JAXA released the photo on the heels of a recent triumph: On December 7, 2015, the Akatsuki probe successfully entered the elliptical orbit of Venus.

The probe hopes to learn about Venus’surface and atmosphere, which scientists currently believe is a nightmarish landscape of thick, toxic clouds and possiblelightning storms and volcanic activity.

The photograph was snapped during the second to last day of the Akatsuki probe’s long journey towards Venus.

David MacLean, from the Centre of Geographic Sciences (COGS) in Canada, told IFLScience the image was taken when the ISS was above the western coast of India, around 60 kilometers (37 miles) inland from Mumbai, looking towards the east coast. The city lights are beaming out of Hyderabad (lowerright), Nagpur (lowerleft) and Raipur (upper left).

Read more: http://www.iflscience.com/space/beautiful-image-venus-international-space-station

NASA Stops Spacewalk After Water Leak Inside Astronaut’s Helmet


NASA aborted a planned six-hour spacewalk by two astronauts outside the International Space Station Tuesday when a one of the spacewalkers reported “a lot of water” inside his spacesuit helmet, a potentially scary situation.

European Space Agency astronaut Luca Parmitano reported that helmet started filling with water, making it difficult for him to continue the spacewalk outside of the International Space Station. The spacewalk ended after one hour and 32 minutes. It was supposed to last six hours and 15 minutes.

“There is some in my eyes, and some in my nose,” Parmitano said. “It’s a lot of water.”

Parmitano reported the water in his spacesuit about one hour and nine minutes into the spacewalk. The cause of the water leak isn’t yet known, but the tasks scheduled for the spacewalk can be deferred until a later excursion, NASA officials said.

Cassidy and Parmitano began today’s spacewalk at 7:57 a.m. EDT. They wore NASA-issue spacesuits called Extravehicular Mobility Units, or EMUs. It ended at 9:29 a.m. EDT.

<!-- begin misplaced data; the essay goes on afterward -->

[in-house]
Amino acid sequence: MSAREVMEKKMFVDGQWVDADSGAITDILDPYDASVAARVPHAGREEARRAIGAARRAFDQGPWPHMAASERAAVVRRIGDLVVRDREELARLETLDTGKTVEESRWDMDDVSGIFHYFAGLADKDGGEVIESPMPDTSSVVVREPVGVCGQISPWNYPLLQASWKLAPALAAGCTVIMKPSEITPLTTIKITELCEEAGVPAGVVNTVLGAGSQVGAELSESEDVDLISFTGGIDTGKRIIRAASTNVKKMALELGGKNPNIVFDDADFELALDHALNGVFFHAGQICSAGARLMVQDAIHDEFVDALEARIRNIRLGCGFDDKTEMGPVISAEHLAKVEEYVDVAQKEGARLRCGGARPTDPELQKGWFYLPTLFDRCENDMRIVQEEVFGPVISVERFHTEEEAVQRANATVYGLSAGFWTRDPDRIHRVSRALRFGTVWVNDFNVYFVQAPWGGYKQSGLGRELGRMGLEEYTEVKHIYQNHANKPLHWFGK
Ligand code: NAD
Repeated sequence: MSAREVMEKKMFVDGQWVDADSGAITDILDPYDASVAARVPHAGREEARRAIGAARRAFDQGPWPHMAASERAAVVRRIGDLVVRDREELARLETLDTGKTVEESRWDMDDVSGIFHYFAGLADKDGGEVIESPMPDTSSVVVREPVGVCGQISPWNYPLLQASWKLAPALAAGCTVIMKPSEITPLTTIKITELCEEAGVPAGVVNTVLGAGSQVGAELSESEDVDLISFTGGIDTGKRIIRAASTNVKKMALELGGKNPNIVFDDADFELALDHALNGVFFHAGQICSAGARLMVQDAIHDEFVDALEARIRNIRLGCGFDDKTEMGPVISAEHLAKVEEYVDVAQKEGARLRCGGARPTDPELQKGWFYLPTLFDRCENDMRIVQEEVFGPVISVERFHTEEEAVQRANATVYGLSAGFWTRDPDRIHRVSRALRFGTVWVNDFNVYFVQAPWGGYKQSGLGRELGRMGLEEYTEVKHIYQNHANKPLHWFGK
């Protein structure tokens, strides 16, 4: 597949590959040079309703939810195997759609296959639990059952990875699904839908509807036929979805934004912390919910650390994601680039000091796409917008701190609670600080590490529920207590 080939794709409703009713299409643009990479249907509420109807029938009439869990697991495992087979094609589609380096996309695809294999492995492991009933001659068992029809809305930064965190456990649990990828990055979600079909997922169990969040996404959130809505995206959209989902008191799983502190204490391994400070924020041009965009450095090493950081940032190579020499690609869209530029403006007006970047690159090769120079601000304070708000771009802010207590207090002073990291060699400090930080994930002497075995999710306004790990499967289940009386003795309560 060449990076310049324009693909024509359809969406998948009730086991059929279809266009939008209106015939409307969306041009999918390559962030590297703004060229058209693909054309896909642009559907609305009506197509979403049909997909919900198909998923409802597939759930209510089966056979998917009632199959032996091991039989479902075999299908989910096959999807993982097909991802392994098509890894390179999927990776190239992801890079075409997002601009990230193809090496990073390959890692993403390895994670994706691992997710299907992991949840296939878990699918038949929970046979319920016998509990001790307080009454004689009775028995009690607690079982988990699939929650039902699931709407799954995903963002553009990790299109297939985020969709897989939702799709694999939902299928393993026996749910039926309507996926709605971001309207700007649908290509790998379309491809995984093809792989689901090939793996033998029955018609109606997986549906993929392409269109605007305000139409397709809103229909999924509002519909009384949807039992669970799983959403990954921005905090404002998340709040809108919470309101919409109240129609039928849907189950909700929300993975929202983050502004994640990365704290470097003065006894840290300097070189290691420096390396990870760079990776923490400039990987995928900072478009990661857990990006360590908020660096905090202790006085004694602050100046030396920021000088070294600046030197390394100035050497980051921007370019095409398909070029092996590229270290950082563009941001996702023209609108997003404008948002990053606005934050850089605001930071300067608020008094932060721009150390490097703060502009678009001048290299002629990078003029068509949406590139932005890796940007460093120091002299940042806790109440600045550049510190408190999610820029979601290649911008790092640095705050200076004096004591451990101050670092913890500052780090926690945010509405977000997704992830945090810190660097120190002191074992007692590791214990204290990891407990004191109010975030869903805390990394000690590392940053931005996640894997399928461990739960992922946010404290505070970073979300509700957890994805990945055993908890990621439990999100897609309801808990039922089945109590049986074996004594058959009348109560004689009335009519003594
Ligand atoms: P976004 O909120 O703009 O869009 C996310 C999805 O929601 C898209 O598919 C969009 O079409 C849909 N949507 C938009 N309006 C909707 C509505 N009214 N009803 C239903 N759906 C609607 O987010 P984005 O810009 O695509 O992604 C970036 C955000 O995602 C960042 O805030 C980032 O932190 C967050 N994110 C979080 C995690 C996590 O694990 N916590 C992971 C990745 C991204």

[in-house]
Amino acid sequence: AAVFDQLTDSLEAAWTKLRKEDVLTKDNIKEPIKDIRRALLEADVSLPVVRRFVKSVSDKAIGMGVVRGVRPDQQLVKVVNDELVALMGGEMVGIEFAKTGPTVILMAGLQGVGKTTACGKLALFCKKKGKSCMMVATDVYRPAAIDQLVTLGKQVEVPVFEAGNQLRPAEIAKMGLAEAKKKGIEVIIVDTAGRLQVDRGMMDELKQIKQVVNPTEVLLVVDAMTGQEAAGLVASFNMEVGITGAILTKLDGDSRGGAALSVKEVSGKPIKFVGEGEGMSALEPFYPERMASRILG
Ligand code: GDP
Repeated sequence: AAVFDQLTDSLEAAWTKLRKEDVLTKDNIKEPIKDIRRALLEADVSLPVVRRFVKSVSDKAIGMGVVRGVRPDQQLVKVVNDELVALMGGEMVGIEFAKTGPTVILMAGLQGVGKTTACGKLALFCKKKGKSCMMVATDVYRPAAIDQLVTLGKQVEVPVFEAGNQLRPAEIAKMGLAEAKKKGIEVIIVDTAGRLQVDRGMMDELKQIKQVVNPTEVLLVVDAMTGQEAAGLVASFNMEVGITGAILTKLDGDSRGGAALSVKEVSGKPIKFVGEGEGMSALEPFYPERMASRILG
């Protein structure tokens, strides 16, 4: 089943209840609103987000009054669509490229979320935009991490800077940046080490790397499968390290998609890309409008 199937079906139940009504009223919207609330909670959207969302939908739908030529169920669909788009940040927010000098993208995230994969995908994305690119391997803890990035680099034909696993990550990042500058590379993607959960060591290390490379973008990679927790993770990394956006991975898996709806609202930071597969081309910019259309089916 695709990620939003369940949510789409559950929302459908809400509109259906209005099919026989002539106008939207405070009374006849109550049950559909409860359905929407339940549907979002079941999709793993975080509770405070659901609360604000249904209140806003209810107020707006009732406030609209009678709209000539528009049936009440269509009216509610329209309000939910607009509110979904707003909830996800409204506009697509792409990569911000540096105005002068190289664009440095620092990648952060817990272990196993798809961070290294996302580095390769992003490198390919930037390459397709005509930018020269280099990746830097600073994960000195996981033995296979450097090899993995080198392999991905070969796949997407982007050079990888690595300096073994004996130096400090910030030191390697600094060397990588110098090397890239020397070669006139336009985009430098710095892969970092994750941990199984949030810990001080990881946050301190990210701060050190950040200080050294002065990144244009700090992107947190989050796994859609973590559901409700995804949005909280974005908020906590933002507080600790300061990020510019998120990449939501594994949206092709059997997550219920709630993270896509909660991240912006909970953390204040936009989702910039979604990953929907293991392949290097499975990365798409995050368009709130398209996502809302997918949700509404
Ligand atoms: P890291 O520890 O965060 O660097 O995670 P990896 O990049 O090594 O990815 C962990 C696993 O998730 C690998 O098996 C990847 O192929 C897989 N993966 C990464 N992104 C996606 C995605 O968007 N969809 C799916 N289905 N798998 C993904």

“[Mission Controllers on the ground] are taking the cautious path and ending the EVA early,” a NASA spokesman said during a broadcast on NASA TV.

Parmitano headed straight back to the U.S. Quest airlock on the International Space Station while Cassidy followed. Cassidy assured Parmitano repeatedly that he was close behind.

Once inside the airlock, the astronauts began repressurizing the chamber in order to return inside the station. At one point, Cassidy said it looked as if Parmitano could not hear any calls over his spacesuit radio.

“He looks fine,” Cassidy said. “He looks miserable, but okay.”

Today’s spacewalk was the second in eight days for Parmitano and Cassidy. The two astronauts planned to continue work that will prepare the station for the arrival of a new Russian multipurpose laboratory module slated to arrive later this year, and perform other maintenance tasks.

Image: NASA

This article originally published at Space.com

Read more: http://mashable.com/2013/07/16/nasa-spacewalk-water-leak-astronaut/

Watch Chris Hadfield and ISS Crew Land Safely

After 146 days in space, Chris Hadfield, Roman Romanenko and Tom Marshburn landed safely in Dzhezkazgan, Russia, around 10:30 p.m. EDT Monday.

The crew undocked from the International Space Station, where they lived for 144 days, and began the seven-hour trip home in their small Soyuz spacecraft. Once on the ground, Russian officials quickly extracted the astronauts from the capsule and helped them into reclining chairs — the first step in re-adapting to Earth’s gravity.

NASA released this 11-minute video cut of Monday’s journey. The beginning of the video shows Pavel Vinogradov, who took over as ISS commander for Chris Hadfield, helping the three astronauts into the Soyuz capsule.

Once the hatch was closed, Soyuz detached from the Space Station and dropped to Earth below. At the 6:50 mark, the video flashes to Russia, where Soyuz parachutes into an open field.

It was a bittersweet moment as the world watched Chris Hadfield return to Earth. The ISS commander blossomed into an Internet celebrity with his memorable tweets and YouTube videos from orbit. This was his farewell message from space:

However, we won’t have to wait long for space’s next social media star — the new crew heads to the Space Station at the end of the month.

Space Pics of Alaskan Volcano Eruption Are Amazing


An erupting Alaskan volcano shot ash plumes so high into the air that astronauts on board the International Space Station were able to capture the activity in crisp, detailed photographs.

Pavlof Volcano — located in the Aleutian Arc about 625 miles southwest of Anchorage — erupted on May 13, spewing lava and generating an ash cloud that reached 22,000 feet high. Pavlof is one of the most active volcanos in the United States, with nearly 40 known eruptions.

While the majority of the plumes were released over the weekend, U.S. Geological Survey scientists told the Associated Press Thursday that the volcano is still rumbling, and seismic instruments continue to register tremors. Flights in the area have also been cancelled.

Astronauts snapped these images from 475 miles south-southeast of the volcano on May 18 using a Nikon D3S digital camera.

BONUS: Jaw-Dropping Photos of Auroras